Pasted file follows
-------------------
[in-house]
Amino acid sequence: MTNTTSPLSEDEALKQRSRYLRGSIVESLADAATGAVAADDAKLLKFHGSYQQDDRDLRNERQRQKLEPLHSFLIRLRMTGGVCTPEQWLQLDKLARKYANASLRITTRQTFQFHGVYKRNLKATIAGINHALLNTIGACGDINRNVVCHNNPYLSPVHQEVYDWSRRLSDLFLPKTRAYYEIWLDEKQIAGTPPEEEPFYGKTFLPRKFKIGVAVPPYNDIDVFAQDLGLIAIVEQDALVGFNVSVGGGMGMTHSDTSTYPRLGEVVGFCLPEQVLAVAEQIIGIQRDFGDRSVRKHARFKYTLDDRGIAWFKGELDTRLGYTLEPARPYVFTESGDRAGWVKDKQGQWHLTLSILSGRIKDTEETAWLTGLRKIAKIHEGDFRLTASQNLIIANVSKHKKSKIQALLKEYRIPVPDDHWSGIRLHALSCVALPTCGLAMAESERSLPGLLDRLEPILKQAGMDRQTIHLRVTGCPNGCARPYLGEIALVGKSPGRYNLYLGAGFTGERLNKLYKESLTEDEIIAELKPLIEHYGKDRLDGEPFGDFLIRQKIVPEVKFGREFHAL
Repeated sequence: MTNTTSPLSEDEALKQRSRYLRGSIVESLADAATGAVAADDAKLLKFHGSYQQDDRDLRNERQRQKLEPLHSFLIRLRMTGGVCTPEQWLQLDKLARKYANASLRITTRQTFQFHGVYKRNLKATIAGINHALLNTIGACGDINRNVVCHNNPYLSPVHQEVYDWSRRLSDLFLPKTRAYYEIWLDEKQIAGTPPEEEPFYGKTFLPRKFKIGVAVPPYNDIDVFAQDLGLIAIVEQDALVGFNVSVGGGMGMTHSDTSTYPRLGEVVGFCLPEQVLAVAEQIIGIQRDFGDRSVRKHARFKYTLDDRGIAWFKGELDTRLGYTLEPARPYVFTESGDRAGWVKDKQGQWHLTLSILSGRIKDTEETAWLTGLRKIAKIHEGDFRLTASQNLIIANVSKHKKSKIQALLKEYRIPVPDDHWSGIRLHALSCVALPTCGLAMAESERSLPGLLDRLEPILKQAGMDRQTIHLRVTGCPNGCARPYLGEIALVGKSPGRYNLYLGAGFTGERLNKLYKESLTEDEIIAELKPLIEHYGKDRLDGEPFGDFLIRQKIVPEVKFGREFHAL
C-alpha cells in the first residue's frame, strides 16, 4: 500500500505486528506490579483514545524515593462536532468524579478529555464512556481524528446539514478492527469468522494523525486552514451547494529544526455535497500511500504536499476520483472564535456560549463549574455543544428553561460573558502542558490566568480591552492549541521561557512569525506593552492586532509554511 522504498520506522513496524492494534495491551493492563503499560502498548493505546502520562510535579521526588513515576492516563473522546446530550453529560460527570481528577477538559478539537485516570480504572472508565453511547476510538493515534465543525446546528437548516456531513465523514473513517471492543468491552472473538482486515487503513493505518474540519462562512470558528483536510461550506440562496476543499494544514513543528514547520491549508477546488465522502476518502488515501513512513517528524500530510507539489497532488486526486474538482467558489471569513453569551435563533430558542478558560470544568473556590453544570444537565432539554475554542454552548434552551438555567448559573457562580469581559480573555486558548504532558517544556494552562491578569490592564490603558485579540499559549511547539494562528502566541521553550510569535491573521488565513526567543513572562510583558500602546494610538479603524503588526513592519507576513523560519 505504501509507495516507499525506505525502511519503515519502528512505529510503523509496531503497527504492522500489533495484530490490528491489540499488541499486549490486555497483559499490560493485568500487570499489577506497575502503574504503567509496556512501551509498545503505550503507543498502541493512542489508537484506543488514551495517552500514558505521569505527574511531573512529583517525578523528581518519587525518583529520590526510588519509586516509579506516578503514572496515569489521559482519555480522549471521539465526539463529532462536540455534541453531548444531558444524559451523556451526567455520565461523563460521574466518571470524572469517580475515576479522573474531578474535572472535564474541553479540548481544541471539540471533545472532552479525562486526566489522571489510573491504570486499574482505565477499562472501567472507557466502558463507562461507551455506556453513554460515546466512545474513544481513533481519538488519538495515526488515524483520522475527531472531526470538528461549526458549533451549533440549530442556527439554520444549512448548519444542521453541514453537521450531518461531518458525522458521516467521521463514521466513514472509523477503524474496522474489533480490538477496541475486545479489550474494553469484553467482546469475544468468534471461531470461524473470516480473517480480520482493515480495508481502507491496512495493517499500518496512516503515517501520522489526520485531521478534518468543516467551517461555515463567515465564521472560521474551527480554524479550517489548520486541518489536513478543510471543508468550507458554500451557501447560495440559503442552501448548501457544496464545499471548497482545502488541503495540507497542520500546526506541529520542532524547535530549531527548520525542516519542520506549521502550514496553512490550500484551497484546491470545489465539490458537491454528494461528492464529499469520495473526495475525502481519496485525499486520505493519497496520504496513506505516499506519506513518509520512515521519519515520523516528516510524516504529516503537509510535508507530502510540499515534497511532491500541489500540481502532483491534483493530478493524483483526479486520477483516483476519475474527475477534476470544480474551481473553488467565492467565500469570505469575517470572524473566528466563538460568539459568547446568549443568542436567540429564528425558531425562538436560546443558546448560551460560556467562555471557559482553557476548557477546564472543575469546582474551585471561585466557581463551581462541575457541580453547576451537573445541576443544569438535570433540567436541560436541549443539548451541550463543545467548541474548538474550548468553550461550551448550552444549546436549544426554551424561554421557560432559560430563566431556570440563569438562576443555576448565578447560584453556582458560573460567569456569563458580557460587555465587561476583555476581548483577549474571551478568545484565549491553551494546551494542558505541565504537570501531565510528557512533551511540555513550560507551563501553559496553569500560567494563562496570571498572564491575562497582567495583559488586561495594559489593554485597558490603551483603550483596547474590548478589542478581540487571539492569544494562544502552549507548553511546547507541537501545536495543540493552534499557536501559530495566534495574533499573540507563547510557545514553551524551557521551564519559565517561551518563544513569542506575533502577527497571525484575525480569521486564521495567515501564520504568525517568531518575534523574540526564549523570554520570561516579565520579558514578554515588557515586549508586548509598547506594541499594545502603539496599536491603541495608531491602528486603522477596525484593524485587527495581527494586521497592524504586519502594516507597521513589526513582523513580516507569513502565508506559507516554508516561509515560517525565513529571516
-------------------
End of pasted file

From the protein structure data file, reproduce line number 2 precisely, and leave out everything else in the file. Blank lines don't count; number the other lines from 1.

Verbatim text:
Amino acid sequence: MTNTTSPLSEDEALKQRSRYLRGSIVESLADAATGAVAADDAKLLKFHGSYQQDDRDLRNERQRQKLEPLHSFLIRLRMTGGVCTPEQWLQLDKLARKYANASLRITTRQTFQFHGVYKRNLKATIAGINHALLNTIGACGDINRNVVCHNNPYLSPVHQEVYDWSRRLSDLFLPKTRAYYEIWLDEKQIAGTPPEEEPFYGKTFLPRKFKIGVAVPPYNDIDVFAQDLGLIAIVEQDALVGFNVSVGGGMGMTHSDTSTYPRLGEVVGFCLPEQVLAVAEQIIGIQRDFGDRSVRKHARFKYTLDDRGIAWFKGELDTRLGYTLEPARPYVFTESGDRAGWVKDKQGQWHLTLSILSGRIKDTEETAWLTGLRKIAKIHEGDFRLTASQNLIIANVSKHKKSKIQALLKEYRIPVPDDHWSGIRLHALSCVALPTCGLAMAESERSLPGLLDRLEPILKQAGMDRQTIHLRVTGCPNGCARPYLGEIALVGKSPGRYNLYLGAGFTGERLNKLYKESLTEDEIIAELKPLIEHYGKDRLDGEPFGDFLIRQKIVPEVKFGREFHAL